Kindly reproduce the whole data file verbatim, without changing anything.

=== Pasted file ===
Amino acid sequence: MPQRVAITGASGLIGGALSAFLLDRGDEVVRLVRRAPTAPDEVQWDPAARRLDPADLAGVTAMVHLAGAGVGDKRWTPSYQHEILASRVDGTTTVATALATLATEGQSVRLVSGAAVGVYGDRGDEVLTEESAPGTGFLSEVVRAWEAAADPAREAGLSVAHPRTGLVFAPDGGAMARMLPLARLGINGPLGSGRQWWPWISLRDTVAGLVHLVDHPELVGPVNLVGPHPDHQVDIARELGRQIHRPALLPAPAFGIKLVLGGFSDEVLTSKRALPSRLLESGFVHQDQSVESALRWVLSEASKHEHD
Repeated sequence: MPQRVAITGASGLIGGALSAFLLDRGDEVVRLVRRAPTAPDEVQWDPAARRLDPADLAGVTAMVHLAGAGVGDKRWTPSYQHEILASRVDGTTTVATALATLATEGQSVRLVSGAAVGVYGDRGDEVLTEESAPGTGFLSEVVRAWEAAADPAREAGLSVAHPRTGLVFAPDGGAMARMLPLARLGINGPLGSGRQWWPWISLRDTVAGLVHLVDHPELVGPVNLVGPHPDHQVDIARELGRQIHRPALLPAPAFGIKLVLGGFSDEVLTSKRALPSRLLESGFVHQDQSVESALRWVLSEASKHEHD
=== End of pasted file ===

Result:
Amino acid sequence: MPQRVAITGASGLIGGALSAFLLDRGDEVVRLVRRAPTAPDEVQWDPAARRLDPADLAGVTAMVHLAGAGVGDKRWTPSYQHEILASRVDGTTTVATALATLATEGQSVRLVSGAAVGVYGDRGDEVLTEESAPGTGFLSEVVRAWEAAADPAREAGLSVAHPRTGLVFAPDGGAMARMLPLARLGINGPLGSGRQWWPWISLRDTVAGLVHLVDHPELVGPVNLVGPHPDHQVDIARELGRQIHRPALLPAPAFGIKLVLGGFSDEVLTSKRALPSRLLESGFVHQDQSVESALRWVLSEASKHEHD
Repeated sequence: MPQRVAITGASGLIGGALSAFLLDRGDEVVRLVRRAPTAPDEVQWDPAARRLDPADLAGVTAMVHLAGAGVGDKRWTPSYQHEILASRVDGTTTVATALATLATEGQSVRLVSGAAVGVYGDRGDEVLTEESAPGTGFLSEVVRAWEAAADPAREAGLSVAHPRTGLVFAPDGGAMARMLPLARLGINGPLGSGRQWWPWISLRDTVAGLVHLVDHPELVGPVNLVGPHPDHQVDIARELGRQIHRPALLPAPAFGIKLVLGGFSDEVLTSKRALPSRLLESGFVHQDQSVESALRWVLSEASKHEHD